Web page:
This project continues to throw up a multitude of potential avenues to explore. As part of the DevOps trio of projects at the end of last year (excellently DM-d by Felix Tomlinson), we cleared a load of outstanding bugs that had been, well, bugging us. Plus, the proto-support process that evolved out of the DevOps experiment has empowered our infrastructure and app support teams to respond with gusto if the site has a wobble. We’ll confirm it’s working if the ticket I just dropped in the support desk ends up in the right hands!
We weren’t able to settle all of our irks in DevOps but, in the spirit of continuous improvement, we continue to push the bar where resources allow. The commercial properties service now has a more visual approach, akin to its real estate competitors. And the road safety pages have benefited from an audience-centric restructure. We’ve run a few workshops with services to promote the concept of user-centred design and, if your service would like help with this, give us a shout. We’ll also try and come up with workshop templates so you could run a session yourselves.
Some services require more of a marketing focus than others. One example of this is Hackney Museum. We’re working with Niti Acharya and her team to create a museum website that holds its own against other museums’ and tourist attractions’ online offer. To achieve this – with minimal additional effort – our front-end developer Emma Lewis has created a Hackney WordPress theme using the WordPress CMS as the back-end and the HTML components built for the Intranet for the front-end. This equips us with a wider suite of components from which to devise a visual, enticing design that will appeal to visitors.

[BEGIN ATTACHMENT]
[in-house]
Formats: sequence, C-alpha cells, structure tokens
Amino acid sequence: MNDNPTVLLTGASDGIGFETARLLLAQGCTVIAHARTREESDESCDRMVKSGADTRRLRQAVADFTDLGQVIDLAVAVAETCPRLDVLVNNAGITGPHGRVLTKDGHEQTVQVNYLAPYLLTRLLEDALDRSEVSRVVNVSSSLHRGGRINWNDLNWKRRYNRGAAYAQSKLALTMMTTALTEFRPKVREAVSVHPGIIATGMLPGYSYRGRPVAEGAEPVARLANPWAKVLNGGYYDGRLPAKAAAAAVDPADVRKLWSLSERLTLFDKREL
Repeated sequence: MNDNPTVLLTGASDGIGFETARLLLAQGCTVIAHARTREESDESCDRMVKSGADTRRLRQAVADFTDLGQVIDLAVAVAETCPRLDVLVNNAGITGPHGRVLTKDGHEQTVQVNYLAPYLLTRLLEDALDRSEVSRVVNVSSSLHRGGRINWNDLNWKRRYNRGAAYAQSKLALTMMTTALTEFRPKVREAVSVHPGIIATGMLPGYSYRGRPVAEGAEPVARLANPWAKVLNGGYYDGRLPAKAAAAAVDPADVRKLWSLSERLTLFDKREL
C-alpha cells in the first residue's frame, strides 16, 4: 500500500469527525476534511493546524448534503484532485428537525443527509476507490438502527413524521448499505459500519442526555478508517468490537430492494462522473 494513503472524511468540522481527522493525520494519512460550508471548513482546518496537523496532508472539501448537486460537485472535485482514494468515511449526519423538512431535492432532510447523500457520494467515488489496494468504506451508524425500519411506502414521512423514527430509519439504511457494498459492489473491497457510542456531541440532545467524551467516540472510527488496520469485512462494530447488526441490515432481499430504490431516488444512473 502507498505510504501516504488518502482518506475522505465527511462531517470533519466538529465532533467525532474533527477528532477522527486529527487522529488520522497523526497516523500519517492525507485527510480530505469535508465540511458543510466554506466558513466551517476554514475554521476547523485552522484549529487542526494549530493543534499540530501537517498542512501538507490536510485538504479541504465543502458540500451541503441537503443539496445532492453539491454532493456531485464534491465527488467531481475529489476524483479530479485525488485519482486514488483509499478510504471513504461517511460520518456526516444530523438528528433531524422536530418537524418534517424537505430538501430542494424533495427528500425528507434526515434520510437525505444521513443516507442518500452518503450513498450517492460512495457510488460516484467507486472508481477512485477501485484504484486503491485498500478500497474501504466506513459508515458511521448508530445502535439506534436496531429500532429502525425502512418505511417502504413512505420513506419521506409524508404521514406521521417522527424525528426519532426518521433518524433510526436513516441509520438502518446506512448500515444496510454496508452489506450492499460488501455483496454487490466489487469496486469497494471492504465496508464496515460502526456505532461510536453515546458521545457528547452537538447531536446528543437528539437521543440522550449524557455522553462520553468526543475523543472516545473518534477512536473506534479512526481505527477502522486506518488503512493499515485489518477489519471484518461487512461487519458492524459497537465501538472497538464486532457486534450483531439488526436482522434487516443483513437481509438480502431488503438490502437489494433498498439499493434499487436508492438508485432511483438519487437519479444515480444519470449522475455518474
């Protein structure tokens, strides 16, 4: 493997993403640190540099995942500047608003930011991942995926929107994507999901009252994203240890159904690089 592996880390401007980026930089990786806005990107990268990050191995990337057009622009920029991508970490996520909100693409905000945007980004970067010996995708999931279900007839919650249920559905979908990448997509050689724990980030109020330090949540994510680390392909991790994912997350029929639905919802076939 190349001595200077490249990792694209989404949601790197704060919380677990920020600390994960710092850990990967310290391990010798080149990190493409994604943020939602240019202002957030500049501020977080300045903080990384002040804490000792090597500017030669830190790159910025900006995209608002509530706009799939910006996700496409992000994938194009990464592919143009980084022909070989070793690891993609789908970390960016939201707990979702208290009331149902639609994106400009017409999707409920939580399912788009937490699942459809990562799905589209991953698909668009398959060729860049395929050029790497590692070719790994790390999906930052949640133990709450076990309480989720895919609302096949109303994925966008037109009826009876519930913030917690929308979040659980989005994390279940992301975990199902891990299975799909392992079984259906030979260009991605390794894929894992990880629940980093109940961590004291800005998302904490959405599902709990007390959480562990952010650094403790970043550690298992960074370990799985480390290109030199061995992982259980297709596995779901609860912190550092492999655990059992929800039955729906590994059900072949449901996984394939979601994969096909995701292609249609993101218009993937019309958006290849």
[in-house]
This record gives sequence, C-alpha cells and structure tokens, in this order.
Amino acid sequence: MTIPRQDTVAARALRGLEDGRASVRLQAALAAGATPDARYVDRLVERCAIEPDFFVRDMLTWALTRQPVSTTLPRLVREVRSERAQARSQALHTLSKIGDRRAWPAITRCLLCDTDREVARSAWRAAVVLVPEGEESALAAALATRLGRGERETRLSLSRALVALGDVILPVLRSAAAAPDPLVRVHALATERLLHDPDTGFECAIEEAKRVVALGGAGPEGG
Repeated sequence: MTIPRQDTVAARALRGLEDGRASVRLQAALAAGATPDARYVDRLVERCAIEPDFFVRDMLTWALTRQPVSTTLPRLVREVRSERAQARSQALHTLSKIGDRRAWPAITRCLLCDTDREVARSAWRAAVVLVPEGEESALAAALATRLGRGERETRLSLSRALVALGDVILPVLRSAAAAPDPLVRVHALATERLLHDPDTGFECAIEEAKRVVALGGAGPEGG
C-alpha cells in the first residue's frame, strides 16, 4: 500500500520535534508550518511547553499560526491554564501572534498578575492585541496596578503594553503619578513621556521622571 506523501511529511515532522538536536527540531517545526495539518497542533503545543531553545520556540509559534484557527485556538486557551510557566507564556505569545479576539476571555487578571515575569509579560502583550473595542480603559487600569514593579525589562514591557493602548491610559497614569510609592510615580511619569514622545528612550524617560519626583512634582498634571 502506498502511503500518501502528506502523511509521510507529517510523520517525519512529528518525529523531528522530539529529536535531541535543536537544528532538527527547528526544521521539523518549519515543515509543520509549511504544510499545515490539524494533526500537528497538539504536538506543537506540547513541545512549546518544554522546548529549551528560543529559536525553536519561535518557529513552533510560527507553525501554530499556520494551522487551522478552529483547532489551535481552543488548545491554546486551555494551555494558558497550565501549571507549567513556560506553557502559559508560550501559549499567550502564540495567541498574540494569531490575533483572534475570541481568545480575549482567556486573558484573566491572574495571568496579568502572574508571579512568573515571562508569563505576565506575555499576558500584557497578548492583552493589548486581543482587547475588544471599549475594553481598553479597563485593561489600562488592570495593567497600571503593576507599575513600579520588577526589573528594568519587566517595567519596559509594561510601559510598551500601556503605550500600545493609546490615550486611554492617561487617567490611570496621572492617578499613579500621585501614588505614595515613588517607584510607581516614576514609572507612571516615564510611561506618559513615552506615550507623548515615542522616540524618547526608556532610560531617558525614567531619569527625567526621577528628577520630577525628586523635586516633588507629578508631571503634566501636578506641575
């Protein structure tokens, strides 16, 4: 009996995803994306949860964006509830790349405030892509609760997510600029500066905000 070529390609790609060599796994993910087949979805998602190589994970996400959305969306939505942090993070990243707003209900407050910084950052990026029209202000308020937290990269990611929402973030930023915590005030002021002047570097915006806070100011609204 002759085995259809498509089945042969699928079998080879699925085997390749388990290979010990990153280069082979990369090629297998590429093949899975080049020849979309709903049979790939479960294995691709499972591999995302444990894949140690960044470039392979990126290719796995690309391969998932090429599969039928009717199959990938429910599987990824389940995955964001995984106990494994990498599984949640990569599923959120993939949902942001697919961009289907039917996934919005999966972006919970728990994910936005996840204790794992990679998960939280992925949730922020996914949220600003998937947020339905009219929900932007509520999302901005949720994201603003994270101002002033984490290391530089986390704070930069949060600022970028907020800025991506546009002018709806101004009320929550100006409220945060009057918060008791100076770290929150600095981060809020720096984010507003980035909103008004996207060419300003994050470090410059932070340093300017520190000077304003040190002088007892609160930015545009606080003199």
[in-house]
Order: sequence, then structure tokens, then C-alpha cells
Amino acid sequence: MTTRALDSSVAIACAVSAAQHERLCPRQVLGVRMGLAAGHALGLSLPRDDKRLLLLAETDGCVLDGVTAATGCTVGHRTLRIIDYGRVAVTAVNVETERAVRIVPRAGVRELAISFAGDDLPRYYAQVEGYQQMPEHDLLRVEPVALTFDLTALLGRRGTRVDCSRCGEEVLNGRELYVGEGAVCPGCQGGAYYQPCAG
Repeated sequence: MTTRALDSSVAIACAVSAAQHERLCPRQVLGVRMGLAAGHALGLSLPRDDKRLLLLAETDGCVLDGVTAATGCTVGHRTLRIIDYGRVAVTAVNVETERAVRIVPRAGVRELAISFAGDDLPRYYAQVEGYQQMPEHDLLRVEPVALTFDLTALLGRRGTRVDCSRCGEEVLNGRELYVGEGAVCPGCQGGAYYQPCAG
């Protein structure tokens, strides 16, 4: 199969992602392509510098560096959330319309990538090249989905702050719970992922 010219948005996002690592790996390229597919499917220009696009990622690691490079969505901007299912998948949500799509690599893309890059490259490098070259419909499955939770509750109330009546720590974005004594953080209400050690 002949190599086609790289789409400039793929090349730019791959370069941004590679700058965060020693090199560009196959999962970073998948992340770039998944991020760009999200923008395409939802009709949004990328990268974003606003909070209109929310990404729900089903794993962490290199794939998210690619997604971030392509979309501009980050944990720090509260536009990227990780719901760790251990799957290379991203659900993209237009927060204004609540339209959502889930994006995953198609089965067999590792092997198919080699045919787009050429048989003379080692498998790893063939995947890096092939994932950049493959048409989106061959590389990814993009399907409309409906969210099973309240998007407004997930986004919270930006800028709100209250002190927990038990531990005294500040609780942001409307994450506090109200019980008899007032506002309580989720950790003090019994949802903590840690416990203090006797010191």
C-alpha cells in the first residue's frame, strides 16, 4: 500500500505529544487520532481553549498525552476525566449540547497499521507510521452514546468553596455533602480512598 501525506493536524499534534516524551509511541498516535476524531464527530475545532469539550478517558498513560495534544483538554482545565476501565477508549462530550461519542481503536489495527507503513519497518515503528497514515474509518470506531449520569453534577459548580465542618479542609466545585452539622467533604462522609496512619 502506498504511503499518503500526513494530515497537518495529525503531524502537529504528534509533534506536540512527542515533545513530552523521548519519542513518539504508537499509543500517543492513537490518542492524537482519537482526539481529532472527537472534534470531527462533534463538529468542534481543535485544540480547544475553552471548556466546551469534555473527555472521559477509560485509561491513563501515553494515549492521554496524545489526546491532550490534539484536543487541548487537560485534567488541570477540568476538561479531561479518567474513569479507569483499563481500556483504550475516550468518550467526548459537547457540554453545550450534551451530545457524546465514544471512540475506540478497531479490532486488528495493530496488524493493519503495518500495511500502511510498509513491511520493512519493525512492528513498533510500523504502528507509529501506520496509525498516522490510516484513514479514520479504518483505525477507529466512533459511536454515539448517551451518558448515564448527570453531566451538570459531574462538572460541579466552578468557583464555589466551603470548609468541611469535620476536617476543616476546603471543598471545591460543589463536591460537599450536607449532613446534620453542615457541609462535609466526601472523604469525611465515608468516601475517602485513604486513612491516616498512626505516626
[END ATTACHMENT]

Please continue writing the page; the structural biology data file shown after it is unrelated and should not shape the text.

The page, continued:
We can re-use the WordPress theme over and over again, where needs require. And, in the spirit of open source, we’re seeking to submit it to the WordPress theme repository so other organisations can repurpose it at no cost.
Some of the third party sites to which we link continue to use ancient templates, which disjoints the user experience. Working through a schedule of updating them is a project in itself, however, we now have the UI toolkit to aid suppliers. Museum Collections and News are up next for reskinning. New suppliers should be given the toolkit during onboarding (with requirements included in contracts) and the design team, led by Joanne Moore, can assist with this.
The Comms team continues to embed Site Improve into its business-as-usual routine to great effect. Thanks to Iain Sharp and Alan Jones’ sterling efforts, we are pleased to report that all four metrics of quality assurance, accessibility, search engine optimisation and digital certainty have surpassed the government benchmark.
We’ve put Hotjar back on the site and the DevOps blitz has increased from 55% to 65% the percentage of users scoring the site at least 4 out of 7 stars. The 35% less than happy with the current sitch are often complaining about embedded apps not working; and we’re looking at how we can feed this back to services to fix. On that note, Behrooz Mirmolavi will be flying in shortly from GLA to talk about his role as a website data analyst, especially around Google Analytics and Hotjar. All Hackney staff are invited so get your diaries prepped for 10am on 30th January, 4th floor HSC. Save your spot or miss out!
(You don’t actually have to save your spot, just turn up)